Credits: JORDAN THOMPSON/QMI Agency
More than half of Canadian parents have opened a Registered Education Savings Plan (RESP) for their children, a survey by the Bank of Montreal (BMO) has found.
And 70% believe it is best to set up an RESP after a child is born.
"The costs associated with a post-secondary education can be daunting, so it's encouraging to see that a majority of Canadian parents appreciate the importance of planning and saving for post-secondary education," Robert Armstrong, a spokesman with BMO, said in a statement. "Getting a head start on saving by opening an RESP when your child is born will help. A little goes a long way, with compounded return and government grants yielding considerable savings by the time a child's 17 years old."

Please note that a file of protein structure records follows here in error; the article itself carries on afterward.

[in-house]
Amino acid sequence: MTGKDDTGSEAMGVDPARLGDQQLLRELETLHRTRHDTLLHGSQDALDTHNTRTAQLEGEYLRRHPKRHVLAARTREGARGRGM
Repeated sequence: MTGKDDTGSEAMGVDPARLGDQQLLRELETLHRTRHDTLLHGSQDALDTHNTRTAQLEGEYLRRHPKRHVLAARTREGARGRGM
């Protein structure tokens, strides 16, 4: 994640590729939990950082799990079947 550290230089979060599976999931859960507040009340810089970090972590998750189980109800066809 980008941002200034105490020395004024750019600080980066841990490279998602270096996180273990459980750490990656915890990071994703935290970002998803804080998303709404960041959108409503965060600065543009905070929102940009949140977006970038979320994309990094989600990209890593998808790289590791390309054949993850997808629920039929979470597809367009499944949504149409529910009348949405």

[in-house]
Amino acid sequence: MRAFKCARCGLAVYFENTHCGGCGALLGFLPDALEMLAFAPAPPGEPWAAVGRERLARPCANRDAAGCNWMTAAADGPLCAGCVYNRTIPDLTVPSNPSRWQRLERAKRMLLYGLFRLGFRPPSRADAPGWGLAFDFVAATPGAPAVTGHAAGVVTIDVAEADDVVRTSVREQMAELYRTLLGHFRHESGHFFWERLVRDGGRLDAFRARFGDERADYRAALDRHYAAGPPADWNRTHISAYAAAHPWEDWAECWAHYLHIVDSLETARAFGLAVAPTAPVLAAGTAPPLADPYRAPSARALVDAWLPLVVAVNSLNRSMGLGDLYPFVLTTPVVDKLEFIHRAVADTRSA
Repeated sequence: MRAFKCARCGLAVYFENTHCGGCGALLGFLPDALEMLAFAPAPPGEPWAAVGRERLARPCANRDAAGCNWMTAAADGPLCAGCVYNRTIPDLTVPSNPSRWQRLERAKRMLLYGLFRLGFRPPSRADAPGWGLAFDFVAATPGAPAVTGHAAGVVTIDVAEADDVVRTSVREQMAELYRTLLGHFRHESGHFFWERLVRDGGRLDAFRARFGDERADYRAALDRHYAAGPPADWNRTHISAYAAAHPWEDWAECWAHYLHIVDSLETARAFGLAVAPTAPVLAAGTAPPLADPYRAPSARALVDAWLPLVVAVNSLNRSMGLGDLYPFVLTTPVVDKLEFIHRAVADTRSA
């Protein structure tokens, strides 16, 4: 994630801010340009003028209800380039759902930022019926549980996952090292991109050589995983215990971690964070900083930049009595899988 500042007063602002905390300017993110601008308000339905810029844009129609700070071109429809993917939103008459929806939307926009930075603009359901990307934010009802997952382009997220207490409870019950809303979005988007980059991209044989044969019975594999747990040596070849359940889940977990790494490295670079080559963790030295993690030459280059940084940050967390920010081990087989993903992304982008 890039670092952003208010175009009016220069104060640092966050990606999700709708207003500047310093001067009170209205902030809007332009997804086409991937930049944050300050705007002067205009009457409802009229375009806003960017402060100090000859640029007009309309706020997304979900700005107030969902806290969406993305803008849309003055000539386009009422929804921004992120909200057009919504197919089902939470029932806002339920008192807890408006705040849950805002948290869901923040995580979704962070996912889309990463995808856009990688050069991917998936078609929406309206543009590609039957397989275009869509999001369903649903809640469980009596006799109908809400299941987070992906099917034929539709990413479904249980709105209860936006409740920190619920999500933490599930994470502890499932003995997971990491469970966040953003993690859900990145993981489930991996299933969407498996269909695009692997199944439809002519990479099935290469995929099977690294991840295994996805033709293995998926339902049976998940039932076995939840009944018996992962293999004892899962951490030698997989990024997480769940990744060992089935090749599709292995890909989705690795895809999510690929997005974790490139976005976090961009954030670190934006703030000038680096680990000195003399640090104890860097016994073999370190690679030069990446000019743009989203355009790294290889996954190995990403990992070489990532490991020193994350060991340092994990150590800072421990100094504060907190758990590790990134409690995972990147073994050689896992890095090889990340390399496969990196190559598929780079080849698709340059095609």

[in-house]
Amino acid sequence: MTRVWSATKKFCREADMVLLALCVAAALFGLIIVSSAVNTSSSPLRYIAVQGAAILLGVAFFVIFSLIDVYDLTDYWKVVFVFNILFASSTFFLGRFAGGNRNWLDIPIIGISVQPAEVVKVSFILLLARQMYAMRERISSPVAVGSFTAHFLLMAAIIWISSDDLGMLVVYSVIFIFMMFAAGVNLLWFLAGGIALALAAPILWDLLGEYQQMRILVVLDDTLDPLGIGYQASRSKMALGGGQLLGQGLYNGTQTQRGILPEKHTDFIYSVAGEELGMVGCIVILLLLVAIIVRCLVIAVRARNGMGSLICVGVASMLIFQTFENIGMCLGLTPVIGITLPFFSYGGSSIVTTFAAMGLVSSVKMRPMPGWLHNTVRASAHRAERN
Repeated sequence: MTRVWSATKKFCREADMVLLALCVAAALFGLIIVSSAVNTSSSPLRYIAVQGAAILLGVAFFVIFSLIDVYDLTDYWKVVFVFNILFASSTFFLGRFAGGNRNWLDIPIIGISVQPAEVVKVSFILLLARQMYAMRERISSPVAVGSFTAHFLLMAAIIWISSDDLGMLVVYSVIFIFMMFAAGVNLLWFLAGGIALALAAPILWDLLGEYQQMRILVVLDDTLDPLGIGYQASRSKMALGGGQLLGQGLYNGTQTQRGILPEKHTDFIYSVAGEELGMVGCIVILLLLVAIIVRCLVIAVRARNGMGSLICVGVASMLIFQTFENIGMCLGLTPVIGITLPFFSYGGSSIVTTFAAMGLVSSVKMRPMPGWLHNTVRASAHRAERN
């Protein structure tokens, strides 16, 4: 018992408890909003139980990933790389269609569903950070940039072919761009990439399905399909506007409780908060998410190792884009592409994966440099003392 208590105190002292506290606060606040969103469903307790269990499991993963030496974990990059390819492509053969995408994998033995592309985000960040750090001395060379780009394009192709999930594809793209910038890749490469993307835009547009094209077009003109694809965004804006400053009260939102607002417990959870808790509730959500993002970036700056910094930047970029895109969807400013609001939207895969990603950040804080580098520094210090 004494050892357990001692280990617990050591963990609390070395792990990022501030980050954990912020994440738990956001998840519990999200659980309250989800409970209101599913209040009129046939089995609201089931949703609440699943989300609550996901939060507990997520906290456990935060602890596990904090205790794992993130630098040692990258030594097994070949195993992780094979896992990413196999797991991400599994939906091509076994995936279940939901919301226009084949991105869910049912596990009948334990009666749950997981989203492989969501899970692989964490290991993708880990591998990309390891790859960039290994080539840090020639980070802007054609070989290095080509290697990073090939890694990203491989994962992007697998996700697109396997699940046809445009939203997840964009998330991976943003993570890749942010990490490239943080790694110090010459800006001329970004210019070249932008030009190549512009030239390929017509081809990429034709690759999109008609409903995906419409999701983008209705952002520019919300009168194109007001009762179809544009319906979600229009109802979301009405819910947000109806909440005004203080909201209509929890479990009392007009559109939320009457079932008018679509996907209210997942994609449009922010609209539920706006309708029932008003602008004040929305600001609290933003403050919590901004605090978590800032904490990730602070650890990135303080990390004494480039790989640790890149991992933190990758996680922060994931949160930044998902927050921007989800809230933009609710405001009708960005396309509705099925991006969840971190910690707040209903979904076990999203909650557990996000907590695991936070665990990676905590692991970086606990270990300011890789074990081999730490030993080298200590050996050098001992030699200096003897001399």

The study, which was released Saturday, revealed there are still many parents who are not taking advantage of RESPs, with the biggest barriers being a lack of money and awareness. It showed that 60% of parents believe they cannot afford to contribute to an RESP
and 93% are not aware of the range of investments they can hold within an RESP.
Armstrong says parents who find it hard to contribute to an RESP should consider making regular, small payments and encourage relatives and friends to make contributions as part of a child's birthday.
According to recent statistics, a four-year university degree can cost upwards of $60,000. For a child born in 2012, the costs of a four-year university degree could reach $140,000.